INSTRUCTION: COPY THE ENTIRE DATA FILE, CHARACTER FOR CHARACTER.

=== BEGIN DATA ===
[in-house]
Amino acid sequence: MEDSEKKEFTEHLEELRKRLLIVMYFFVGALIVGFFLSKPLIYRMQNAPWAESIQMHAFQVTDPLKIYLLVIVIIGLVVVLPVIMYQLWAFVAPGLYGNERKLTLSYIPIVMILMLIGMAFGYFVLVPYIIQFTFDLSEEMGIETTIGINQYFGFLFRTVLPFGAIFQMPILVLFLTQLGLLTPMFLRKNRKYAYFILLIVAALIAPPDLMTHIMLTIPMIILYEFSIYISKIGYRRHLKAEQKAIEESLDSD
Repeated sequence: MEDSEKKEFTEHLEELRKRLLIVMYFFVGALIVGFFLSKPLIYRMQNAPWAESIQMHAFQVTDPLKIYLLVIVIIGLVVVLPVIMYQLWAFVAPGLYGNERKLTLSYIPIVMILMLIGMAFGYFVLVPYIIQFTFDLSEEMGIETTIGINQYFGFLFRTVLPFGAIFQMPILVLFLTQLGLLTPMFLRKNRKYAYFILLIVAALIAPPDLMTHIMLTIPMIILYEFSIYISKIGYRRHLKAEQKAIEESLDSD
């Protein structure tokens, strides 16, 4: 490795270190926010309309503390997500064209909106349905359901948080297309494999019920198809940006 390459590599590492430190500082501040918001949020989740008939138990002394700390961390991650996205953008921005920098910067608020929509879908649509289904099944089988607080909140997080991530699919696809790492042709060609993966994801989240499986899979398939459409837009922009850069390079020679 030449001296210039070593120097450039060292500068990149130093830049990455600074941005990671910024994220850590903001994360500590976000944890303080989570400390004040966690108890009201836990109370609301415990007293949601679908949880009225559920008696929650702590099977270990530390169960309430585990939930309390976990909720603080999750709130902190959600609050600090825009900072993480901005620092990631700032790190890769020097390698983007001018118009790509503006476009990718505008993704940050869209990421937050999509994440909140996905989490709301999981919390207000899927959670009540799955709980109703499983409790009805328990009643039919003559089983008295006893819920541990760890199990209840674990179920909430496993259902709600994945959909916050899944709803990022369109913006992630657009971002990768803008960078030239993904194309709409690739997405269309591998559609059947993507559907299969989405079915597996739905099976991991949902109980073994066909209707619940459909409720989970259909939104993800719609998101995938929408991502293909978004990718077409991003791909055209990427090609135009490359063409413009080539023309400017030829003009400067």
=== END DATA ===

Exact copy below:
[in-house]
Amino acid sequence: MEDSEKKEFTEHLEELRKRLLIVMYFFVGALIVGFFLSKPLIYRMQNAPWAESIQMHAFQVTDPLKIYLLVIVIIGLVVVLPVIMYQLWAFVAPGLYGNERKLTLSYIPIVMILMLIGMAFGYFVLVPYIIQFTFDLSEEMGIETTIGINQYFGFLFRTVLPFGAIFQMPILVLFLTQLGLLTPMFLRKNRKYAYFILLIVAALIAPPDLMTHIMLTIPMIILYEFSIYISKIGYRRHLKAEQKAIEESLDSD
Repeated sequence: MEDSEKKEFTEHLEELRKRLLIVMYFFVGALIVGFFLSKPLIYRMQNAPWAESIQMHAFQVTDPLKIYLLVIVIIGLVVVLPVIMYQLWAFVAPGLYGNERKLTLSYIPIVMILMLIGMAFGYFVLVPYIIQFTFDLSEEMGIETTIGINQYFGFLFRTVLPFGAIFQMPILVLFLTQLGLLTPMFLRKNRKYAYFILLIVAALIAPPDLMTHIMLTIPMIILYEFSIYISKIGYRRHLKAEQKAIEESLDSD
């Protein structure tokens, strides 16, 4: 490795270190926010309309503390997500064209909106349905359901948080297309494999019920198809940006 390459590599590492430190500082501040918001949020989740008939138990002394700390961390991650996205953008921005920098910067608020929509879908649509289904099944089988607080909140997080991530699919696809790492042709060609993966994801989240499986899979398939459409837009922009850069390079020679 030449001296210039070593120097450039060292500068990149130093830049990455600074941005990671910024994220850590903001994360500590976000944890303080989570400390004040966690108890009201836990109370609301415990007293949601679908949880009225559920008696929650702590099977270990530390169960309430585990939930309390976990909720603080999750709130902190959600609050600090825009900072993480901005620092990631700032790190890769020097390698983007001018118009790509503006476009990718505008993704940050869209990421937050999509994440909140996905989490709301999981919390207000899927959670009540799955709980109703499983409790009805328990009643039919003559089983008295006893819920541990760890199990209840674990179920909430496993259902709600994945959909916050899944709803990022369109913006992630657009971002990768803008960078030239993904194309709409690739997405269309591998559609059947993507559907299969989405079915597996739905099976991991949902109980073994066909209707619940459909409720989970259909939104993800719609998101995938929408991502293909978004990718077409991003791909055209990427090609135009490359063409413009080539023309400017030829003009400067």